The observer is operating within a “paradigm”. Paradigms’ are ways in which people think about things, and ways in which ideas and theories are communicated. They are always an approximation of the truth. At a future time, the paradigm may hold up or will be discarded. Today, we are waiting patiently for someone to come along with another paradigm that explains the universe. One aspect of paradigms is the tenacity with which one holds on to the constructs within the paradigm. It almost seems that a paradigm becomes part of one’s personality or identity. To give it up is like becoming another person. Usually the main scientists promoting this way of thinking have to die out before any new paradigms can take hold.

Isn’t it All Just Storytelling? Stephen J. Gould notes in an essay titled “Literary Bias on the Slippery Slope,” relates the following; So much of science proceeds by telling stories – and especially vulnerable to constraints of this medium because we so rarely recognize what we are doing. We think that we are reading nature by applying rules of logic and laws of matter to our observations. But we are often telling stories – in the good sense, but stories nonetheless.

The story of human evolution has great literary appeal because we’ve been telling stories to our children for generations. The usual basic plots are found in folktales around the world. The appearance of common story motifs and plots in scientific accounts of human evolution should warn us that we are not being given “just the facts.” The “facts” in evolutionary reconstructions have been selected and standardized from a much larger body of data and have been organized in such a way that they tell a logical, pleasing story. Discrepancies or missing data are often ignored in the interest of telling a story that is complete and the flows smoothly from one point to the next. Such it is with the BB theory. (11)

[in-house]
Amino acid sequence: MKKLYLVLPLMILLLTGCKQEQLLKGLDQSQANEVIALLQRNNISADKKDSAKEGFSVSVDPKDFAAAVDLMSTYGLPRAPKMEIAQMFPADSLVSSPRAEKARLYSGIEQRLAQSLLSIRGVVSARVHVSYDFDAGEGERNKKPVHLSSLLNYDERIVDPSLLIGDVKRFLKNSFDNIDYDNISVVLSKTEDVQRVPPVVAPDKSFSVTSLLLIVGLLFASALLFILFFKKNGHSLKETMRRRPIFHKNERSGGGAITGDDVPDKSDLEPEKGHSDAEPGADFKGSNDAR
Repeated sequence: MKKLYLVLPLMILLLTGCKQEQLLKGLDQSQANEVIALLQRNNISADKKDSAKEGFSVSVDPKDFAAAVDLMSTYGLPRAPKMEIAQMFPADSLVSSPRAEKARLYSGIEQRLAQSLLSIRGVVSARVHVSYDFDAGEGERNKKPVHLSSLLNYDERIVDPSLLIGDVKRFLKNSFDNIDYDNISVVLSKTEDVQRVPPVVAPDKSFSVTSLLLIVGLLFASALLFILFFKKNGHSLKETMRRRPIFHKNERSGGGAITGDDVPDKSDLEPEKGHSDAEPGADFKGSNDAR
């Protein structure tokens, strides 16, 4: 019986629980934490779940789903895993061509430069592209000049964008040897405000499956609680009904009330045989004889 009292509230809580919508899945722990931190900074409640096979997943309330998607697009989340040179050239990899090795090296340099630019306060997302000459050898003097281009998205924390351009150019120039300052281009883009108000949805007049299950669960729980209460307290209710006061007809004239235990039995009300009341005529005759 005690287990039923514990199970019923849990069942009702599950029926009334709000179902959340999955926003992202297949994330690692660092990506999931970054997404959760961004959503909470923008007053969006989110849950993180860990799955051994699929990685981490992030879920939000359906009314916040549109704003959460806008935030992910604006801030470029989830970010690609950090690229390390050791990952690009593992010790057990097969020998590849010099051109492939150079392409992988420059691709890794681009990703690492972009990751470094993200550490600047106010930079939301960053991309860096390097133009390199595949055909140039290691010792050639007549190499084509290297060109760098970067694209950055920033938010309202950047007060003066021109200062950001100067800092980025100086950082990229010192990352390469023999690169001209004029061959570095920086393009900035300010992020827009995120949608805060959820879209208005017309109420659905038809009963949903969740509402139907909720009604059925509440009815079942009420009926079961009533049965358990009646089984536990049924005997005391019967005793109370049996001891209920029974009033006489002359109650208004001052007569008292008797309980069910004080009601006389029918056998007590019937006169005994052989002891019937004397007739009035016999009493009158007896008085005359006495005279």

Problems with Interpreting

The idea that the universe, the galaxy, the solar system, the earth, life upon the earth, and the human mind, all arose by random chance and therefore have no real meaning staggers the human imagination – at least some human imaginations. Many ideas are initially appealing to the human mind simply because they are so foreign to common sense. Nevertheless, many scientists have prided themselves in believing the unbelievable and condemning the rest of society for not placidly following their example. As the White Queen boasted to Alice in Lewis Carroll’s Through the Looking Glass, “Why, sometimes I’ve believed as many as six impossible things before breakfast”.

In his book The Creator and the Cosmos (1993), Hugh Ross identifies no less than twenty-six physical parameters that must fall within extremely limited ranges in order for life to exist anywhere within the universe. He identifies another thirty-three parameters that must be precisely set for life to be possible on the earth. Science has found repeatedly that the statistical probabilities for life arising by chance in the universe are ridiculously low. Many scientists have looked at the evidence and have not missed the implications inherent in the fine-tuning of the universe, while others have dismissed it as “illusory.”

(12) Science is but one manifestation of humanity’s quest for absolute truth – not the ultimate acquisition of absolute truth. Because scientific truth is constantly changing, it cannot be absolute truth. Because modern science is not absolute truth, it must contain a mixture of truths and non-truths. Whether science can someday overcome these limitations and arrive at absolute truth is certainly open to debate. What cannot be debated is the current incomplete (non-absolute) state of current scientific understanding. (13)

Searching for truth is like a coin. It has two sides. Scientists today are looking at only one side of the coin and refuse to turn it over and observe what information can be attained on the other side. One side of the coin has a great deal of information, but it is incomplete. In order to understand everything there is to know about our coin we must turn it over. When I turn over my coin, I can find another potential solution to understanding the purpose and value inherent in the coin. Most importantly, I can read the words, “In God We Trust”. Perhaps the coin of the universe has been turned over and other motivations, personal or otherwise, cause one to turn the coin back over and hide its relevancy.

References

1. Lerner, p. 40
2. Brush, p. 68
3. Ibid., p. 70
4. Ibid., p. 71
5. Williams et al., p. 55
6. Ibid., p. 55
7. Byl, pp. 71-72
8. Brush, p. 73
9. Ibid., pp. 74-81
10. Ibid., pp. 82-83, 85
11. Ibid., pp. 107-108
12. Ibid., pp. 211-213
13. Ibid., pp. 248, 254